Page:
Studies of human-crowd dynamics by both experiments and real-time simulations have diverse range of applications from entertainment, such as computer games and movies, to safety-critical analysis, i.e., to improve pedestrian traffic flow and prevention of crowd disasters [3, 5, 11, 24, 29]. Pedestrian traffic flow has been studied empirically in a wide variety of situations, using both experimental methods and motion tracking of real crowds [12, 15]. When two streams of pedestrians cross at an angle, striped patterns spontaneously emerge as a result of local pedestrian interactions. This phenomenon is schematically illustrated in Fig. 3. Several urban situations produce crossing flows, such as streams of pedestrians crossing at a sidewalk intersection, or subway commuters passing each other when entering and exiting a metro car. It is very common to notice that pedestrians in a crosswalk often form multiple lanes of traffic. Such spontaneous pattern formation is an example of self-organised collective behaviour, a topic of intense interdisciplinary interest [10, 18].

Figure 3
figure 3

Schematic representation for the formation of stripes when two groups of people cross through each other. The figure has been shown for three instances - before crossing (\(T_{1}\)), during crossing (\(T_{2}\)) and after crossing (\(T_{3}\)); and hence \(T_{1}< T_{2}< T_{3}\). The two groups before crossing are denoted by blue and red squares, whose direction of motion is denoted by arrows of the same color. The green dotted arrow denotes the bisector of the crossing angle

In the early stages of human-crowd research back in 1977, an empirical hypothesis posited that striped patterns in crossing flows should align perpendicularly to the bisector of the crossing angle [20]. However, since that early proposition, there has been a scarcity of experimental evidence supporting this phenomenon. While simulation-based studies have explored crossing flows of pedestrians, none have definitively validated the ‘bisector-normal hypothesis.’ A stripe represents a traveling wave that aligns with the mean direction of the two flows, facilitating forward movement for pedestrians within it [10]. This striped pattern is crucial for optimizing pedestrian flow, minimizing collision-avoidance situations, and consequently enhancing the average walking speed. Although a handful of subsequent human studies have delved into oblique crossing angles [1, 8, 32], none have specifically analyzed the presence or properties of stripe patterns. Notably, in [19], pioneering computational methods were introduced to detect the existence of striped patterns, paving the way for a comprehensive study of their geometric properties. The outcomes from these methods confirmed that the observed striped patterns align perpendicularly to the bisector of the crossing angle. This study represents a significant stride in substantiating and exploring the long-standing hypothesis regarding the directional alignment of striped patterns in crossing flows.

In this paper we consider the experimental data of crossing flows of pedestrians [19], where two groups of volunteers crossed each other at 7 different crossing angles from 0 to 180, at intervals of 30. Emergence of self-organising ‘striped’ patterns has already been demonstrated even for small groups pedestrians crossing each other. In one of the methods developed in [19], viz. the pattern-matching technique, the expected pattern of alternate and parallel stripes in the crossing region (see Fig. 3) was captured by employing a two-dimensional sinusoidal function for fitting pedestrian coordinates. The fitting was done using the Nelder-Mead simplex algorithm which maximises an objective function (see Sect. 2) designed accurately to capture the striped pattern.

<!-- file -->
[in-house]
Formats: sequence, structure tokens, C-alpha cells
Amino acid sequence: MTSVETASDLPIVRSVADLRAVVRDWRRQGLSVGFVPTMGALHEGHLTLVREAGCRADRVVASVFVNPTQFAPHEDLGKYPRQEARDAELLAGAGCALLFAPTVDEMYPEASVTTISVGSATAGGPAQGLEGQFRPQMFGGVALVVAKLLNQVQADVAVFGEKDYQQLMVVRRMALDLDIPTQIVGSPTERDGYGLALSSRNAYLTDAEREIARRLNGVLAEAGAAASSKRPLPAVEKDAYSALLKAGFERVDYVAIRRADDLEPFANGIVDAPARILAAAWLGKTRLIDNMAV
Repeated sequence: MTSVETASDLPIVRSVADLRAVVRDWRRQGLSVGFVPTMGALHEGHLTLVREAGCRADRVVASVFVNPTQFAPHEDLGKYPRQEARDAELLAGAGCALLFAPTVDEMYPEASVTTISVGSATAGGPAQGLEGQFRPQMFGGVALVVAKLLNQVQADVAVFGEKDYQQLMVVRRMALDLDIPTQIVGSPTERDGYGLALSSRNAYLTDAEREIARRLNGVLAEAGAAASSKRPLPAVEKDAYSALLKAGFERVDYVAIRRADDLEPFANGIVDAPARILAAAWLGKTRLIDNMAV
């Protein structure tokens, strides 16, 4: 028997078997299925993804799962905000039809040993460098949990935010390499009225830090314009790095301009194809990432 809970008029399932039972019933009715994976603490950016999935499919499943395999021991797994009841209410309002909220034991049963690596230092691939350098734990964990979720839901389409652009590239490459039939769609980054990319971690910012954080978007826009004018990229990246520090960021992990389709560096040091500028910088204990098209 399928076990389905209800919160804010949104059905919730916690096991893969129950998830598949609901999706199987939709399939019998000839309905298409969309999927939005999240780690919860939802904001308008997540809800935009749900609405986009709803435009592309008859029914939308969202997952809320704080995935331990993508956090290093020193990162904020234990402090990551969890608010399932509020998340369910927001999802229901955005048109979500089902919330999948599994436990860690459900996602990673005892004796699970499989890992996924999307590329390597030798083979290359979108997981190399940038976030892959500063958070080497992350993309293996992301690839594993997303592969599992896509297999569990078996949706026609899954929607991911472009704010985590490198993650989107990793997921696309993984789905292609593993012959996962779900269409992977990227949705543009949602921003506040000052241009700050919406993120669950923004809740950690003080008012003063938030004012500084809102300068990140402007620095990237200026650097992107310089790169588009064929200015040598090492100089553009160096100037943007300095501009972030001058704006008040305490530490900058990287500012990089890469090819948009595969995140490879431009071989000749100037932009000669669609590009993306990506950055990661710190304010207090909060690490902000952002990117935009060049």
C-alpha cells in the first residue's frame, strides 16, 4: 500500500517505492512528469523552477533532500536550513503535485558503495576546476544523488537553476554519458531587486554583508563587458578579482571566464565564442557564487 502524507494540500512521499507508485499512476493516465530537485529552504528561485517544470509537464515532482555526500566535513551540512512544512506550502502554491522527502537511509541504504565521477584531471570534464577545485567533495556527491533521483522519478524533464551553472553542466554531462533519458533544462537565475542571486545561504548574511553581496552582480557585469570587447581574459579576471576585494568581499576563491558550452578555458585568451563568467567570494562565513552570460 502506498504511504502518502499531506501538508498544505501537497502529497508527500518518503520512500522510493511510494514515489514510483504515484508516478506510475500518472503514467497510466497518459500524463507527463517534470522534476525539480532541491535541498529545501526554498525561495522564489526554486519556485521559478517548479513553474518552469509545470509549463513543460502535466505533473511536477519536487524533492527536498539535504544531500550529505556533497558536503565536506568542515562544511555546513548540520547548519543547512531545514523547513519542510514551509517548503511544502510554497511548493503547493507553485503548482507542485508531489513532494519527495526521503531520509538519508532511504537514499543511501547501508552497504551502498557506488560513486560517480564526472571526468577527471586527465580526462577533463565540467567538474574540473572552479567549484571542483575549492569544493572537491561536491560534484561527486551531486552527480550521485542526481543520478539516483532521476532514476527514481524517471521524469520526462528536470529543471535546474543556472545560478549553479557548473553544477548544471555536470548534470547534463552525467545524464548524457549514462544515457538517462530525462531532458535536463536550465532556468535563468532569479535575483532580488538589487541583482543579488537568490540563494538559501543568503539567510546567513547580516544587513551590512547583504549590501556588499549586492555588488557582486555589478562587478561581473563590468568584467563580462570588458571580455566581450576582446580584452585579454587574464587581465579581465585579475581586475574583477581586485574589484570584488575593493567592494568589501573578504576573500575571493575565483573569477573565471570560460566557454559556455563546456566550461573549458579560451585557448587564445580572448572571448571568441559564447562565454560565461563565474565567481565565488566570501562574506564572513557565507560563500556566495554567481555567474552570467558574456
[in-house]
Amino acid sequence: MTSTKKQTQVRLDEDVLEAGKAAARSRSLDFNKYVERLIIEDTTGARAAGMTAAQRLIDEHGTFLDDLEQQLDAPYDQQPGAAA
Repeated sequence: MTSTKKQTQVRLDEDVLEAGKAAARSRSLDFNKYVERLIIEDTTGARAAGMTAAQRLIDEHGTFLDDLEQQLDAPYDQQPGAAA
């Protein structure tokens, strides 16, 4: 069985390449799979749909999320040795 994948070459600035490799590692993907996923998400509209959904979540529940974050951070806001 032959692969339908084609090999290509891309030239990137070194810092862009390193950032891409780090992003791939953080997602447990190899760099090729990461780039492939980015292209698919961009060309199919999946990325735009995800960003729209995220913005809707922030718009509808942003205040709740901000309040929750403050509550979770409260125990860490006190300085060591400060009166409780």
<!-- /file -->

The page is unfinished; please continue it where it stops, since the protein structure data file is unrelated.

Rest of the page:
The primary objective of this paper is to provide improvements in the pattern fitting procedure. Our essential approach is two-fold: (i) to use Simulated Annealing as the optimisation algorithm and (ii) to employ a two-dimensional square wave to capture the striped pattern. Our findings indicate that the changes in the optimisation strategy in the two above ways indeed results in an improved fitting procedure, which was verified using statistical hypothesis tests. Insights gained from this research could be useful for creating effective crowd simulation models. The remaining part of this paper is organised as follows: in the next section, viz. Section 2 we describe the methodological tools and techniques used in this research, followed by results and discussion in Sect. 3. Finally in Sect. 4 we make some concluding remarks.

2 Materials and methods

The results presented in this paper is based on experimental data that was collected by employing volunteer pedestrians and recording their trajectories. Using these data we built computational techniques to detect the presence of striped patterns. In this section we briefly describe the experimental details, followed by the computational strategies utilised for this research.

2.1 Experimental details

The experimental data for the pedestrian crossing flows utilized in this study were acquired through experimental trials conducted on the University of Rennes campus in France, as detailed in prior works [2, 19]. This dataset is publicly accessible via the repository at Two distinct groups of volunteer participants, comprising 36 individuals on Day 1 and 38 on Day 2, were randomly divided into two groups, with each group containing 18 or 19 individuals. These participants were given instructions to traverse a sports hall to reach the opposite side. Initial positions were prearranged to necessitate crossings at seven different angles (ranging from 0 to 180 in 30 increments). Throughout each trial, we captured the head trajectories of all pedestrians as time series data at a frequency of 120 Hz using an infrared camera-based motion capture system (VICON). A total of 116 trials were recorded across all crossing angles, with 10 trials corresponding to a 0 crossing angle. Consequently, we retained 106 trials for our research, focusing on the presence of striped patterns in the crossing region, a phenomenon that arises when the two groups walk in different directions and intersect.